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Is piracy killing the horror movie?

Posted by Emma Smith on Wednesday, Nov 2, 2016

In the run up to halloween, the public are bombarded with adverts for both classical and new horror films. The movie industry has long suffered from piracy and it's possible that horror movies are bearing the brunt of the effects.

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Movies have benefitted from a dramatic increase in production budgets in recent years. The 1997 release of Titanic, which had an original budget of $200 million, made it by far the most expensive movie of its time. However in the past 10 years it has become common for studios to give the go-ahead for movies budget in this region.The biggest names in blockbusters and the highest grossing movies, including Spider Man 3, Harry Potter and the Half Blood Prince, Avatar and The Hobbit, all came with an original budget in excess of $230 million and Pirates of the Caribbean: At World’s End even exceeded its $300 million budget. It doesn’t always take a big production budget to make a hit movie but it certainly helps.

But while movies have become more expensive to make, not all genres have benefited equally from the rising and generous production budgets. Horror movies have actually fallen victim to a steady decrease in budgets, between 2010-2014 the average horror movie budget was just $25 million.

 

So why have horror movie taken the hit?

The movie industry in general has suffered a reduction of revenue caused in part by piracy. According to research by Ipsos, 30% of Britons are now involved in some form of piracy whether it be downloading movies illegally online or buying counterfeits and it is costing the audiovisual industries £500 million a year in the UK alone. Meanwhile in the US piracy is costing the movie industry $20.5 billion according to The Guardian. As a result studios and production companies can’t afford to make risky choices. Jean Prewitt, head of the Industrial Film & TV Alliance in the US told The Guardian that distributors are not able to take the risks they used to. “What this means to the consumer is not that some producers don't get rich, it means the product doesn't get made" said Pewitt.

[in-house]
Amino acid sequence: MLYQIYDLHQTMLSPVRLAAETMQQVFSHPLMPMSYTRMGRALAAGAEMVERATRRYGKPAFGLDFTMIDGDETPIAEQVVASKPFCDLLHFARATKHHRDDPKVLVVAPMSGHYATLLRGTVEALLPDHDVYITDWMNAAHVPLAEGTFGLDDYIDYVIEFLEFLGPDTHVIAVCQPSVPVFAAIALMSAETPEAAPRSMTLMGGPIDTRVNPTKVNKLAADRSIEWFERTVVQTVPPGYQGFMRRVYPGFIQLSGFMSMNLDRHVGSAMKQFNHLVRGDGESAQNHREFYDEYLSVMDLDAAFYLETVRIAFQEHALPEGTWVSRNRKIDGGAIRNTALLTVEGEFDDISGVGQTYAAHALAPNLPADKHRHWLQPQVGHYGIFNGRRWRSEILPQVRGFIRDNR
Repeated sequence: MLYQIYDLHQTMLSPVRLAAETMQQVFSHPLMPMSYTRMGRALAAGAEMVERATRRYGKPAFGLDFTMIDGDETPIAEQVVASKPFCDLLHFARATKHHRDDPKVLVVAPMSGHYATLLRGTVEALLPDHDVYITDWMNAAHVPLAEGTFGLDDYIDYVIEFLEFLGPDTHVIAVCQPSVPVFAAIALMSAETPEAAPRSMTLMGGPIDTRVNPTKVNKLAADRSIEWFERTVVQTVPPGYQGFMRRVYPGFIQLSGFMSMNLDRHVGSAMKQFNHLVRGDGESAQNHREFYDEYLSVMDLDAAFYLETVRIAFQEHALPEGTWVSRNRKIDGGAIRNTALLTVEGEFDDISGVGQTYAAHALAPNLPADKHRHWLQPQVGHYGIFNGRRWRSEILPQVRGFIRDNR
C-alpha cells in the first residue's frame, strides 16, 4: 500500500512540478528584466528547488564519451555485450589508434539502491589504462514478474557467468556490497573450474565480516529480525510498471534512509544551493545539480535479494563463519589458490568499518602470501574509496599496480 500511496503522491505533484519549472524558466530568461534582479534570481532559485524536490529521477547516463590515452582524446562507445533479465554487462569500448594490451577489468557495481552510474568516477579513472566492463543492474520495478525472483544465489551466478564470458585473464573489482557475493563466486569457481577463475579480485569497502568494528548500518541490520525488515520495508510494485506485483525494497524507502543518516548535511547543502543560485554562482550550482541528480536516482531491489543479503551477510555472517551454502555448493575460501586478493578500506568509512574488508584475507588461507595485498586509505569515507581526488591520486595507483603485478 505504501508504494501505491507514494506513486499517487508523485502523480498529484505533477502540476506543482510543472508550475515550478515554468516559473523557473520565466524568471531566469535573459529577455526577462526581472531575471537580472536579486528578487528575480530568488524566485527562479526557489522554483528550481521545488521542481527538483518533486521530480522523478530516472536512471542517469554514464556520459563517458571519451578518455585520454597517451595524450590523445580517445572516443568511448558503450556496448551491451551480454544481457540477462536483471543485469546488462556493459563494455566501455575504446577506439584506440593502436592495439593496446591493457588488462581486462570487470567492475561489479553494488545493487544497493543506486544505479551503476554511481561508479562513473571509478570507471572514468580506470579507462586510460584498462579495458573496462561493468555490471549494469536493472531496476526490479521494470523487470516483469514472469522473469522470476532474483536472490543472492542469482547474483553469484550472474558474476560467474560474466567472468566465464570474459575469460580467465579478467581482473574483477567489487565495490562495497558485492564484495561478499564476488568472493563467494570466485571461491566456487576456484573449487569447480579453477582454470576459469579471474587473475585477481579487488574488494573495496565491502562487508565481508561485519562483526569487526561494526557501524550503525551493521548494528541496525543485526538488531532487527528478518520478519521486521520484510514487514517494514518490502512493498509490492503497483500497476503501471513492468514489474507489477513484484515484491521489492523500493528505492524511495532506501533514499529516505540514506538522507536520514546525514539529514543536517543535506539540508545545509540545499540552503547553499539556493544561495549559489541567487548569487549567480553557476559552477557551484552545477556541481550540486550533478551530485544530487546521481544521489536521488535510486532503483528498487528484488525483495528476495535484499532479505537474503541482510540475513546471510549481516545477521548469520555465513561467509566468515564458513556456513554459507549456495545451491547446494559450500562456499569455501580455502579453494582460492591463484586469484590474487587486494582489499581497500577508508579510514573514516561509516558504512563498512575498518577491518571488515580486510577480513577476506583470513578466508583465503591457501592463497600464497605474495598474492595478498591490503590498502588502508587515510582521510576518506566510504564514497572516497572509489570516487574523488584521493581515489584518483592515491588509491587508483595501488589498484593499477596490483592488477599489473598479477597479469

Partly in response to these budget cuts, and since the massive success of The Blair Witch Project, found footage-style horror movies have gained popularity and some have done extremely well at the box office. The Paranormal Activity franchise averages $99 million in takings per movie domestically despite no film in the series costing more than $5 million to make according to Box Office Mojo. However according to Jeff Bock, Chief Analyst for Box-office Tracker Exhibitor Relations, this is both good and bad news for horror movies as the success of the these films has made it hard for a studio to justify spending more than $20 million for a movie.

Younger audiences are no longer the most popular movie goers

The second major factor contributing to declining horror movies budgets is that they can no longer attract the audiences they once did. “The young people just aren't there," says Universal President of Domestic Distribution Nikki Rocco. While moviegoers under 25 used to power the genre, it is now those over 25 who are actually buying tickets and young people are more likely to download movies illegally. Dailytech reports that while nearly half of Americans (45%) actively pirate media, the figure is much higher for the young demographics where 70% are accessing music or movies through piracy. A separate survey carried out by news.com.au also confirmed that young people under the age of 20 were less likely to pay for legal content.  In a previous article we discussed that there has also been a change in piracy consuming habbits, while in the past piracy was mainly through downloading torrents, today streaming films is far more popular and much more difficult to police. When people are asked to justify why they pirate films,  the answers are usually that they don't perceive their actions as having any impact on the movie industry.

So the young audiences who once filled movie theatres to see high-grossing horror movies such as Texas Chainsaw Massacre, Friday the 13th or A Night on Elm Street might now be more likely to stay at home and stream movies illegally this Halloween. In the weeks leading up to Halloween last year there was a 21% increase worldwide in illegal peer-to-peer downloads of current and classic scary movies according to content rights specialist Irdeto. With hundreds of sites making it easy to download movies illegally it is likely that this trend will continue and this Halloween young people will again opt to watch horror movies from home, unaware of the negative impact this may be having on the future of the horror genre.

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About the author

Emma Smith

Post Written by Emma Smith

Emma is a professional writer working with Red Points, researching and creating high-quality content. She is a trained investigative journalist with a special interest in tech and global affairs. Emma graduated from University College of Dublin with an MA hons in Media and International Conflict, and has a BA hons in journalism from Glasgow Caledonian University